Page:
A Human-Sized Penguin Fossil!

Jan 8, 2018 By Christine H, Guest Writer
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If you’ve ever been to a zoo with a penguin exhibit, you’ll have seen these cute animals waddling on land yet swimming and diving gracefully in water. 

Now imagine a penguin that is as tall as a medium-sized adult man and probably outweighs him! 

Scientists recently announced the discovery of an ancient penguin species in New Zealand, named Kumimanu biceae, that is estimated to be about 1.77 meters (5 feet 10 inches) and 101 kilograms (222 pounds). The word “kumimanu” means monster bird in Maori, the language spoken by the indigenous Polynesian people of New Zealand, also called Maori.

About Kumimanu

Not only is Kumimanu one of the biggest penguin fossils ever discovered, it is also one of the oldest – about 57 million years old. 

When scientists draw an evolutionary tree of penguins such that each branch indicates a separate species, there are many branches. Kumimanu is one of the oldest branches, and it only spanned a few million years before becoming extinct. All of today’s modern penguins are from a younger branch, descended from a common ancestor from 15 million years ago.

Kumimanu penguins are flightless like modern penguins but their beaks and wings are different. Their beaks are like stork beaks - scientists theorize that they were used to spear prey. The wings of modern penguins are rigid and shaped like blades, which help propel them through water at up to 22 miles per hour. The fastest human swimmers don’t even reach 6 miles per hour! Kumimanu wings were more flexible and capable of bending a little.

Impact of the Discovery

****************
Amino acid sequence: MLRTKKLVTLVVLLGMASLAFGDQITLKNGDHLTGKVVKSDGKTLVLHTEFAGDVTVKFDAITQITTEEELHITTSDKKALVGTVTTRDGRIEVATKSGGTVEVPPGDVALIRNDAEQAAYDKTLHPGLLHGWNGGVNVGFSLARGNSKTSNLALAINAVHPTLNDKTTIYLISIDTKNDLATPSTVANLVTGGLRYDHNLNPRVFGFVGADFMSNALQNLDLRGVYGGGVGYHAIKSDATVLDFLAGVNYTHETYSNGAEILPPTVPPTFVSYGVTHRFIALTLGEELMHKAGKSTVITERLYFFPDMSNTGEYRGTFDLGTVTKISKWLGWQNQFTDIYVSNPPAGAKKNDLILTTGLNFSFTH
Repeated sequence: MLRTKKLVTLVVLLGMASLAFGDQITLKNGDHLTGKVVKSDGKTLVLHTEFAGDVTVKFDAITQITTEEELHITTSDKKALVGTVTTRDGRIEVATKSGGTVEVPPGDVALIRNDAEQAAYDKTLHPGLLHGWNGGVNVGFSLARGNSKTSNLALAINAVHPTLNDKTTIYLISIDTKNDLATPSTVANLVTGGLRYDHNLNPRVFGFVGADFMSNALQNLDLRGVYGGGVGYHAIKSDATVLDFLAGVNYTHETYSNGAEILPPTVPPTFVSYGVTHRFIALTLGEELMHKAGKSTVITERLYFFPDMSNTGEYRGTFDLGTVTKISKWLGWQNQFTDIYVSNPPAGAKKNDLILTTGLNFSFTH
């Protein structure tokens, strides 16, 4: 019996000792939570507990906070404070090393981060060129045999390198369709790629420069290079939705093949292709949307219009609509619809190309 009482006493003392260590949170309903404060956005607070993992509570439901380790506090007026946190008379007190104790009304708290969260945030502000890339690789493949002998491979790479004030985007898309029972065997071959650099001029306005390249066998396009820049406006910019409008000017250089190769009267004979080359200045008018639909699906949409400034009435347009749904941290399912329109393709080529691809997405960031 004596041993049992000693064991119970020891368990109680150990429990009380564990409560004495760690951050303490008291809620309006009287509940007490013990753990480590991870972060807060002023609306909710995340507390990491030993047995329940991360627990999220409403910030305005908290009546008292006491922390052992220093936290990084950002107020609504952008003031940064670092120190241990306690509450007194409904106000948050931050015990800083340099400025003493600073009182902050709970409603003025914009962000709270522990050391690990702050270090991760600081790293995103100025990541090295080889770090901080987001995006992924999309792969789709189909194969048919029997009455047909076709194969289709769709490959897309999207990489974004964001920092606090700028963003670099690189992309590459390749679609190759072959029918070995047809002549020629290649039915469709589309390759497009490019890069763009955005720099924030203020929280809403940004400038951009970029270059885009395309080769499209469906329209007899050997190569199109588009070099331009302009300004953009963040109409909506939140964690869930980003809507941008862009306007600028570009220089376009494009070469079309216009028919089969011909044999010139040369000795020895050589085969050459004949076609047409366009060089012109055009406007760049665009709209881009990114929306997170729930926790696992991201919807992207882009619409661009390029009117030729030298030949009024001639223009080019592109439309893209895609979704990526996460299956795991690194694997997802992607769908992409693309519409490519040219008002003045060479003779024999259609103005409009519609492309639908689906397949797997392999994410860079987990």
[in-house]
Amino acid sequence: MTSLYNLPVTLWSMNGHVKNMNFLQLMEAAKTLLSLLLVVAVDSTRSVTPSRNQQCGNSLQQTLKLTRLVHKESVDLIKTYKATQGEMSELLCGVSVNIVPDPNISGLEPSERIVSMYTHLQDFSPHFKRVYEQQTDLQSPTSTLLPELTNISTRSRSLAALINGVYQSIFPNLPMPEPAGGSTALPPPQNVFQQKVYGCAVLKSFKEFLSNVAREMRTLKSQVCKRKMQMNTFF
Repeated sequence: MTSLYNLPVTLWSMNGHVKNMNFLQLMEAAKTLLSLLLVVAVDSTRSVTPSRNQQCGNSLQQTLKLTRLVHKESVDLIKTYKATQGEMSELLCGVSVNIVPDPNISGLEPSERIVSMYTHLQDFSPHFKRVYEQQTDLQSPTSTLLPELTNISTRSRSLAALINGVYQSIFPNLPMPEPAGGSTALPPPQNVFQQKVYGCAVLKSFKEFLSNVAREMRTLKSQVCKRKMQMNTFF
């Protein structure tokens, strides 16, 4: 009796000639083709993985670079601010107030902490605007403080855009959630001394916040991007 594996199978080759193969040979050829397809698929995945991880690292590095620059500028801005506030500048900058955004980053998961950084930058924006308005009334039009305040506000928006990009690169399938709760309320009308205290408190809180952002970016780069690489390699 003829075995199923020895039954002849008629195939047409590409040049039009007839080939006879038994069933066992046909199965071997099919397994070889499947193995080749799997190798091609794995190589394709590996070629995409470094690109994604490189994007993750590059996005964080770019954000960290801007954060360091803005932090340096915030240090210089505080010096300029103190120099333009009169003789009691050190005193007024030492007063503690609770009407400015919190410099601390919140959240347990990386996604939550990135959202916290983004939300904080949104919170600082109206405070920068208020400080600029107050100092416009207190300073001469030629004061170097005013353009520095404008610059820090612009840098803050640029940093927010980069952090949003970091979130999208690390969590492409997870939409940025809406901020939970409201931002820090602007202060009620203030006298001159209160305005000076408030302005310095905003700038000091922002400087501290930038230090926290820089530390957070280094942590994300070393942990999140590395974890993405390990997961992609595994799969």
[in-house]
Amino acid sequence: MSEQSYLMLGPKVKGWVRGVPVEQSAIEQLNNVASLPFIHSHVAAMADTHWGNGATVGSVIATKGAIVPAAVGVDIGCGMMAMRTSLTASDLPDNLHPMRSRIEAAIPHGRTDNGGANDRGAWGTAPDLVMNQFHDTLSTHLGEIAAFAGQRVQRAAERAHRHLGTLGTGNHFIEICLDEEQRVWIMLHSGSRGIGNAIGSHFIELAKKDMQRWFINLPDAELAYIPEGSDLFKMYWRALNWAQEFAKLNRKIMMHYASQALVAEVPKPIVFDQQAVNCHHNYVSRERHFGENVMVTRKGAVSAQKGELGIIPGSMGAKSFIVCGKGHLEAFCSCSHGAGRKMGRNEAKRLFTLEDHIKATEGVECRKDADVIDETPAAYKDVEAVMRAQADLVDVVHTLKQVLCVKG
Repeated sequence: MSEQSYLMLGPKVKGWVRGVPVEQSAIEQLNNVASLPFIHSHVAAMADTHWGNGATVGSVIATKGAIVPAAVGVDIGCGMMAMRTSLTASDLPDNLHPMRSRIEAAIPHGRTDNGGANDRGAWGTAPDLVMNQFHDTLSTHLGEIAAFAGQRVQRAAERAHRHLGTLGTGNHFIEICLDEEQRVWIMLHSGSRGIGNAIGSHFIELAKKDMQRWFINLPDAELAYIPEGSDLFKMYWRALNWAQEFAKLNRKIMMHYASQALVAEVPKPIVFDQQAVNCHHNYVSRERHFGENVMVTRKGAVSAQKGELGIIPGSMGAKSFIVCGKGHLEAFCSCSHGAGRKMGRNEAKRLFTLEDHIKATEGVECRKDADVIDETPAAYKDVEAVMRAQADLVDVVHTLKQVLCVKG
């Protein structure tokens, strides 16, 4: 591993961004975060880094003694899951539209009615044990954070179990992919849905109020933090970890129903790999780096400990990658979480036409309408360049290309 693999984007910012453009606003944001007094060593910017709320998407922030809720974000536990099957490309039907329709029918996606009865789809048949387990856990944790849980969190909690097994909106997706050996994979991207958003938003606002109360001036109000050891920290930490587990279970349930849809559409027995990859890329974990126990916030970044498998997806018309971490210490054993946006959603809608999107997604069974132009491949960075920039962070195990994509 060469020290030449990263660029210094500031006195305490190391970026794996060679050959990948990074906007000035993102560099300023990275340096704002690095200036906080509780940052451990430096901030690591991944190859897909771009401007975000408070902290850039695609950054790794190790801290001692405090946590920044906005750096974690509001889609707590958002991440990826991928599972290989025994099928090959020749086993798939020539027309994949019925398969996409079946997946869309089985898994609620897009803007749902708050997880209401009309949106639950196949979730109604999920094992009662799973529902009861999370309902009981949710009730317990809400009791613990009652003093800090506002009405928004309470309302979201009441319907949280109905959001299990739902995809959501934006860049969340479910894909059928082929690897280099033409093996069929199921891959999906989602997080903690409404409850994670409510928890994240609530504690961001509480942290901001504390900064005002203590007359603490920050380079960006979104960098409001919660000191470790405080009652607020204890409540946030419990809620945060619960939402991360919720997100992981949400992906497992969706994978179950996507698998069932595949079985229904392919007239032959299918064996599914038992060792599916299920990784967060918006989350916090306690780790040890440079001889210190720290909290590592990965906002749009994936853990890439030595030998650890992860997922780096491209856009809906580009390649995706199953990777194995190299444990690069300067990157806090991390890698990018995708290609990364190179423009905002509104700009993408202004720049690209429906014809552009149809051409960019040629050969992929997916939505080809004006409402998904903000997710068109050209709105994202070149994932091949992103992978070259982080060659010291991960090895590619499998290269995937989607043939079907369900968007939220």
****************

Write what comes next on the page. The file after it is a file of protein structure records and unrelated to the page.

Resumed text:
Scientists hope that Kumimanu biceae’s age and size will help them better understand the evolution of penguins. 

While penguins may not look or move like birds, their DNA indicates they are closely related to bird species like albatrosses and petrels. From studies of bird DNA mutations, scientists are able to estimate that penguins diverged around 66 million years ago at the time of the Cretaceous-Tertiary mass extinction (see Side Notes) on earth. With many larger predators wiped out, penguins likely evolved and adapted to catching their prey underwater without much competition.

While there have been fossils of other giant penguin species, Kumimanu is the oldest, indicating that large penguins evolved very early on in history.  Scientists believe that evolution favors lightweight birds because it is easier for them to stay up in the air, but since penguins do not fly, body size is not a factor. In fact, larger body sizes could help them better hunt prey as well as avoid becoming prey themselves!

Despite the existence of multiple giant penguin species in history, they died out by 20 million years ago.  As mammals moved into the ocean, evolving into whales and seals, they likely outcompeted the giant penguins for food as well as took over safe havens on beaches to mate and raise their young.

Sources: Nature, NPR, NYTimes, CBSNews